Ensuiuez ce Daulphin: Par exemple et par crainte
frayez leur le chemin d’une vertu non feinte,
Afin que leur bonheur bienheure vos vieux ans.
Parents, who wish for wise children,
Follow this Dolphin: For example and by fear
make their way to an unfeigned virtue,
So that their happiness makes you happy in your old age.
Of course we need more accommodation for the frail and aged, and dangerous buildings need to be made safe. But there wasn’t anything dilapidated about either of those wonderful buildings, except that they meant something to someone somewhere, and were worth the chance to mean something to someone yet to be.
That’s what heritage is all about; what you leave for your heirs. Unfortunately, they didn’t appear important enough to factor in somebody’s future plans.
It was the Newcastle University philosopher Glenn Albrecht that coined the term, solastalgia, to denote the feeling of homelessness when one is still at home, to give voice to the feeling of loss and despair that people feel when something special to them in their local environment is lost.
The Fred Hardie photographs of Newcastle in 1893 of the Borough Markets in Hunter Street, show the majestic spires that once adorned that building. What became of them? The site is now home to a glass box.
It’s not only historic buildings we care little for, we didn’t mind building a fast food restaurant over the 6,700 Aboriginal tool making site in 2009. So we appear to have a problem with history in general, choosing mediocrity instead. Our majestic days over. Or are they?
We do spend money on some buildings. For example, the Newcastle Town Hall, the vision of Newcastle Mayor Morris Light, had millions recently spent on its restoration, but unfortunately we now learn that Council is vacating it for rented digs in Newcastle’s west. Why now?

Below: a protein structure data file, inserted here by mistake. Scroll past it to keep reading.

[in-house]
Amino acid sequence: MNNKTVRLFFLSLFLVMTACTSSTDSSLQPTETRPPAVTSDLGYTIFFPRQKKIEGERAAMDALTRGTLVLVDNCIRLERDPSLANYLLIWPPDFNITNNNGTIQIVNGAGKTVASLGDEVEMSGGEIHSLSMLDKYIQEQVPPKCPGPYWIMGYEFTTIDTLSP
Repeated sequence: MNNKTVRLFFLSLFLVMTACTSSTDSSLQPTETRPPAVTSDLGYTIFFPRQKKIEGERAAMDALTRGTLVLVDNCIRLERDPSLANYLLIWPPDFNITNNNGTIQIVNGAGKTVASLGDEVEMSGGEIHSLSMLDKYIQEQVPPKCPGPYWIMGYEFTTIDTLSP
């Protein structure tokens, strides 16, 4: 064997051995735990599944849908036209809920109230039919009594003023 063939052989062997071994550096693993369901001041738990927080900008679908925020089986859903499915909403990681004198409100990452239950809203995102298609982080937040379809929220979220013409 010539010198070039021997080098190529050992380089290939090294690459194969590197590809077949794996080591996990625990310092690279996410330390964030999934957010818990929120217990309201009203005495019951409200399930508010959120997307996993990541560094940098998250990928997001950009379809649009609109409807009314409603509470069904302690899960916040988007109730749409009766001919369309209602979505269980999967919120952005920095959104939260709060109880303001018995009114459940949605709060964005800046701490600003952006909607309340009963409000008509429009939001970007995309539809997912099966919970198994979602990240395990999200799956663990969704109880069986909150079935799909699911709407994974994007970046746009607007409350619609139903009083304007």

We need a mix of the old and new in the architectural landscape of Newcastle and its suburbs. Looking after and caring for heritage speaks volumes that we are an intelligent sophisticated and caring community of people that understand the great achievements of our ancestors, and are thoughtful enough to look after the tangible evidence for our generations to come to learn and be inspired.
Is it important for our people to experience what it feels like to be in a building that was built for them, as human beings, with the human form and proportion at its heart, rather than economic costings, air conditioning, computer cabling, and utilities as the prime concern?
Is it important that a major public building makes you feel wonderful to be inside it? Makes your heart and soul soar?
My fear is that our obsession with caring more about money will bestow upon future generations a landscape of mediocre buildings that are safe, gutless and useful.
So, let’s hope that the restoration of Newcastle’s former Post Office will herald better days and give Newcastle’s heritage buildings a better chance of survival in future.
Gionni Di Gravio
University of Newcastle Archivist and
Chair, Hunter Living Histories.
For more on Elladale see: Elladale Heritage Report https://hunterlivinghistories.com/wp-content/uploads/2008/02/2013-elladalehr.pdf
Further Elladale related information by scrolling to 2013 documents: https://hunterlivinghistories.com/key-documents/